All the regular players were there, with a few fresh faces to add to the mix. The energy was intensifying with each performance. A fan favorite was in the room and would prove to be the climax to the night’s set list. Wearing a yellow scarf draped around his shoulders hanging down to his waist, topped off with a black beret, stood CSC Communication professor Robert Waugneux whaling on an acoustic guitar.
The crowd was clapping and chanting “tweet, tweet” where necessary in Wuagneux’s cover of Bobby Day’s “Rockin’ Robin.” The zany instructor entranced the audience, made up of both teachers and students, and played three more songs before two of the Pub Night Players took hold of the microphone to wrap things up.
Castleton students Wyatt Andrews and Nicole Adams act as the co-coordinators of the Pub Night Committee. Andrews is a jack-of-all-trades as he plays the role of host, rapper, bassist and guitarist. Adams sings as well as playing guitar, and classmate Colin Kelly rocks a gold Les Paul guitar.
The three students make up only a portion of the Pub Night Players. The other two players are Sociology professor Phil Lamy on drums, and Philosophy professor Brandon Lalor on bass.
The show starts out with the Pub Night Players tuning their equipment and beginning to jam out together. After they finished performing, Andrews stepped up to the mic to introduce the next artist for the venue. Castleton sophomore Ben Guihan stood at the microphone holding an acoustic guitar.
“This is an old blues song for new hard times,” Guihan told the crowd.
After Guihan’s gutsy performance of a vintage style sound the crowd cheered for the regular until Andrews returned to the stage to introduce the house poet.
The wordsmith is part time English professor Burnham Holmes. He recites his poetry, receiving an enthusiastic response from each person in the crowd.
“I enjoy it,” he said of reading his poetry. “It’s a different level relationship with students. You read your poem, I’ll read mine, maybe we can read one together.”
Holmes read three poems, one of which was with senior Emily Littler. The two read a poem that was really just a comedic phone conversation, the audience laughed as Holmes and Littler referenced Edgar Allen Poe, and exploded with clapping to the funny finish. The poetry session was over, but a familiar face was brought up on stage to follow up Holmes and Littler.
Julian DeFelice, sporting a new haircut, played three songs on an acoustic before Andrews would return to the stage to rap a little bit. His rhymes were filled with interesting diction and had some political messages tied in as well. Lalor provided him with some bass, as Lamy sat at the drum set tapping the symbol and beating the drum. When he was done rapping, Andrews was very excited to introduce freshmen newcomers Adam Shappy and Eric Whittaker.
“There’s a lot of people coming out of the woodwork to play,” Andrews said before pub night began.
Shappy provided the electric guitar as his partner in crime, Whittaker, played rhythm on acoustic. Whittaker serenaded the crowd with a Jack Johnson-esque voice, singing a song he and Shappy had spent about a week writing. The room of about 45 people cheered as the two finished playing.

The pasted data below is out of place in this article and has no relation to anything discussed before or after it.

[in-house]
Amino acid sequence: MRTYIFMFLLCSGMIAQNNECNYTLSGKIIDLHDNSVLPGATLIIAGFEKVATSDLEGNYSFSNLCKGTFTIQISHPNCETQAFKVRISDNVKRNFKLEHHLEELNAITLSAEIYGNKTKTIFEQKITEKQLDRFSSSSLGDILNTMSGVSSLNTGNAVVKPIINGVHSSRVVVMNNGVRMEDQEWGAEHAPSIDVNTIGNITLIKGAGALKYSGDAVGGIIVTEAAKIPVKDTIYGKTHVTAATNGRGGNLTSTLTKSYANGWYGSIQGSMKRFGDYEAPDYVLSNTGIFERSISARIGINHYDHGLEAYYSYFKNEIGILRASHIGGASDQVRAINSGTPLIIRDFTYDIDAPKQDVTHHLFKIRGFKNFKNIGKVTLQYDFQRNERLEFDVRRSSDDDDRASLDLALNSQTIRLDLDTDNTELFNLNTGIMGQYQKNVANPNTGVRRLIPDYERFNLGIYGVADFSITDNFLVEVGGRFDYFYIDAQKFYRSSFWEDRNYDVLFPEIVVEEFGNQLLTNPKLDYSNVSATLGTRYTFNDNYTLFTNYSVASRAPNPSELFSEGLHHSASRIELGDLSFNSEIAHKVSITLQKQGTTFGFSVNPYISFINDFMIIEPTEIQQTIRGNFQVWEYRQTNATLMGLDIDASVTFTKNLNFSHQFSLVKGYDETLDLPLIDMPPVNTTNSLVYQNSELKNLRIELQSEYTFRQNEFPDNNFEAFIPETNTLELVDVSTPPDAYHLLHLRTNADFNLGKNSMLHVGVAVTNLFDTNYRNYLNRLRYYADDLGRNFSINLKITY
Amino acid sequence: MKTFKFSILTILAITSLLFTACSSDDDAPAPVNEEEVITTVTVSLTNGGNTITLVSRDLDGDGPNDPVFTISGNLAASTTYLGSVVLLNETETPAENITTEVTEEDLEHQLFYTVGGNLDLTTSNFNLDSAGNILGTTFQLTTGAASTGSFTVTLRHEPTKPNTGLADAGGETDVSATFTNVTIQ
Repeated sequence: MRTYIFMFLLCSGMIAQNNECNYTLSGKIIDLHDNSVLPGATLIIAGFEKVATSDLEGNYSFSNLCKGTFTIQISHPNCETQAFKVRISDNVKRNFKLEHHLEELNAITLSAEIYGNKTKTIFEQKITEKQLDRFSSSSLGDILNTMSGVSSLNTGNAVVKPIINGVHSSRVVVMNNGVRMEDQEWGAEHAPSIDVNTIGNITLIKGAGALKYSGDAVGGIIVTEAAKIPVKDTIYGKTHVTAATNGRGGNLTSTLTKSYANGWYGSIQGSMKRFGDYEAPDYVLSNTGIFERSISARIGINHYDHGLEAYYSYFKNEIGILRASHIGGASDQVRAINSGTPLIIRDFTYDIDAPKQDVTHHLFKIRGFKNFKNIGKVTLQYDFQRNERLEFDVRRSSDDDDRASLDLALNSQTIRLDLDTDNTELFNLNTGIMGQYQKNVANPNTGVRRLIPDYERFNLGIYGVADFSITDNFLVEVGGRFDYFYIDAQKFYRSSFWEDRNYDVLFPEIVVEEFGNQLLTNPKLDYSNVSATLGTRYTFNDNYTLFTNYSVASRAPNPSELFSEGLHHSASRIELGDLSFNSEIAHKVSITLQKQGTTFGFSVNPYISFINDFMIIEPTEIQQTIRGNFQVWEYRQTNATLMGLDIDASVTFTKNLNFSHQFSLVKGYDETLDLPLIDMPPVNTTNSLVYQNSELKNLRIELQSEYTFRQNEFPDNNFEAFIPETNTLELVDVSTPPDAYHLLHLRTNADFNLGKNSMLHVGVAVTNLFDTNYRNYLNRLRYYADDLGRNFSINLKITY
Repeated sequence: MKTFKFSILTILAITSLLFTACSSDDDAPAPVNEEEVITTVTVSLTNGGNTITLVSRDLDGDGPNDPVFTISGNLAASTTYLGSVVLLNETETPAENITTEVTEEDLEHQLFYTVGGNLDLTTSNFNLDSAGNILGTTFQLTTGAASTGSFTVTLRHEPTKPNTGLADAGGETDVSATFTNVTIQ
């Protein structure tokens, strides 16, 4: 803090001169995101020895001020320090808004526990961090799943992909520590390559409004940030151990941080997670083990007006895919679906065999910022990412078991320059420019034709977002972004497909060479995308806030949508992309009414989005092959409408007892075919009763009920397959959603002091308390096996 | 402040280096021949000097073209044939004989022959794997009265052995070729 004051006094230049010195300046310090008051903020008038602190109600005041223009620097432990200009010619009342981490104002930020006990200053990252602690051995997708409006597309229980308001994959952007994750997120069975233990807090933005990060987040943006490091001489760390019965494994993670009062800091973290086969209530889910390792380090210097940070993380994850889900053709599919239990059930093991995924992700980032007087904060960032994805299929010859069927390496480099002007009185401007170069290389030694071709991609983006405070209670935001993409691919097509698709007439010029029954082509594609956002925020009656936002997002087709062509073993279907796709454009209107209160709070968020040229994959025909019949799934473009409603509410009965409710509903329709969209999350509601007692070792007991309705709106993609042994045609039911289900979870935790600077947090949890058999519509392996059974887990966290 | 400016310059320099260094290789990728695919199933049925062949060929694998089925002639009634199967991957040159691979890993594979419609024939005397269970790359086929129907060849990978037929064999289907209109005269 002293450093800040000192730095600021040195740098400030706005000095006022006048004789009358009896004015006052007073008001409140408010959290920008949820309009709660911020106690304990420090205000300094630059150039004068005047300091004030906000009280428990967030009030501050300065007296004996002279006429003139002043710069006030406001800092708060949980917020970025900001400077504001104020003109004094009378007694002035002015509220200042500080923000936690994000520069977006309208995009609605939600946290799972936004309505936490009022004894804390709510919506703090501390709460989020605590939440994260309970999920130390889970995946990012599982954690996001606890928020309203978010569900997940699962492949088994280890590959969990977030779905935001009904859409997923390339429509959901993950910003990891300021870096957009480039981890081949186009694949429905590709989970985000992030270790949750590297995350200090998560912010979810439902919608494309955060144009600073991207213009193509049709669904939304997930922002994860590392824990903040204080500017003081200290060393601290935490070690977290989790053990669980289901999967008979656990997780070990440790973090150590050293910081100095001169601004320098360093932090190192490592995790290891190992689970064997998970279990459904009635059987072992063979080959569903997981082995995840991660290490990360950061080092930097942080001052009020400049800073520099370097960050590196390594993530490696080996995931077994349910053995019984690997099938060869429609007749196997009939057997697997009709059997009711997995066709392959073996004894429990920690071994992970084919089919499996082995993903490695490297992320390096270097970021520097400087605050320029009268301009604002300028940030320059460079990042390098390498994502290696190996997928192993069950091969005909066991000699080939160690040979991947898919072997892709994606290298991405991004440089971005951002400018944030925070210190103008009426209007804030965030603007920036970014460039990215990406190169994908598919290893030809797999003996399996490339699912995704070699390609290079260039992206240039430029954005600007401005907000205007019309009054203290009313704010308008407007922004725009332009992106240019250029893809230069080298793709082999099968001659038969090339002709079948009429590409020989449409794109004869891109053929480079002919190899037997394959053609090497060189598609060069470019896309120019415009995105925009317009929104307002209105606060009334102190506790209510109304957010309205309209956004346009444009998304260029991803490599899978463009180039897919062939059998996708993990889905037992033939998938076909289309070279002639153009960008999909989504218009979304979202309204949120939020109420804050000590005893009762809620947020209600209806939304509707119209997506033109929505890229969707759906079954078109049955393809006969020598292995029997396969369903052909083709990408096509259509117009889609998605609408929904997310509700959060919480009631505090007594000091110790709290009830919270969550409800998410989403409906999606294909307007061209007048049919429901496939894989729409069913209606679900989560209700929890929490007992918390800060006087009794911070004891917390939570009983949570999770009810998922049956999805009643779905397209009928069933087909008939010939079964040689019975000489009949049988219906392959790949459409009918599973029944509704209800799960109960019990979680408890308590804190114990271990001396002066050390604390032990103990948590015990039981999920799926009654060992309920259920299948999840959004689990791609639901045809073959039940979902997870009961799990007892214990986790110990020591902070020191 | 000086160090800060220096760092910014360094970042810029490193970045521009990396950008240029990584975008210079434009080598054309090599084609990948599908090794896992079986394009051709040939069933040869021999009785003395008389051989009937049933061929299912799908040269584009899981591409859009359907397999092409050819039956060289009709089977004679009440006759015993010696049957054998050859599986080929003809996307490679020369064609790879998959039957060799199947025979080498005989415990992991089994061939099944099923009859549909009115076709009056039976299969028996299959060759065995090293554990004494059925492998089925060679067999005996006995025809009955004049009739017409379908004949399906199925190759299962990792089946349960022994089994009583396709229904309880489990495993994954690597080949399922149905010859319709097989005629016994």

“We were nervous, but everyone was chilling so it wasn’t that bad,” they both said, and seemed sure they would definitely be returning to more pub nights.
Wuagneux played five songs, and got the audience involved in all of them.
“He’s a crowd pleaser,” said Lamy after Wuagneux’s performance. “They get into it.”
Andrews agreed, but pointed out pub night doesn’t play favorites.
“There’s a lot of hidden talent on this campus,” he said. “Some people come to see their friends play, the women’s lacrosse team comes to see Nikki [Adams] sing. They love Wuagneux, and Doug Phresh has a pretty big following.”
Every Thursday night Andrews and Adams arrive at Huden Dining Hall around 7 p.m. to set up for the pub night festivities. Lamy is the adviser of the pub night operations and his serving learning class, Community in American Society, is responsible for the Coffee Cottage as well pub night.
“Although we’re a small college we’ve lost our community spaces,” Lamy said. “What’s happened in our society is we’ve lost important social places. Places where people can interact.”
Lamy said pub night has been a responsible, relaxed setting for alcohol to be served on campus. He said the average person of age drinks one to two beers during their time in the Spartan Room. Pub night has never had any incidents and has been a good time and a cheery atmosphere, according to the pub night drummer.
“Here I’m not your teacher or your boss, we can talk about things together or have a beer together,” said Lamy, adding. “People are relaxed, they’re more themselves and honest about who they are. It’s a comfortable place for students to drink on campus responsibly.”
Andrews agreed with Lamy.
“It’s cool that people can come in and have a drink with their professor, or how faculty and students can just hang out together,” said Andrews explaining the comfortable atmosphere in the Spartan Room.
“You get to see your professor out of class,” Adams said. “You see them as another person, not your professor.”
Andrews said pub night started out as an event, something that happened on campus. Now it has morphed into a weekly gathering that has grown substantially since its birth. Talent is around campus hiding every according to Andrews, and with a growth in attendance
“People keep coming back,” said Andrews. “They come once and they keep coming back.”
Adams smiled and said jokingly, “Free pizza doesn’t hurt either.”
The Andrews-Adams duo has started up a Myspace page with pub night recordings at www.myspace.com/pubnightplayers. They are also starting open mic night on Tuesdays at 8:30 p.m. to provide people a steppingstone to perform on the pub night set list.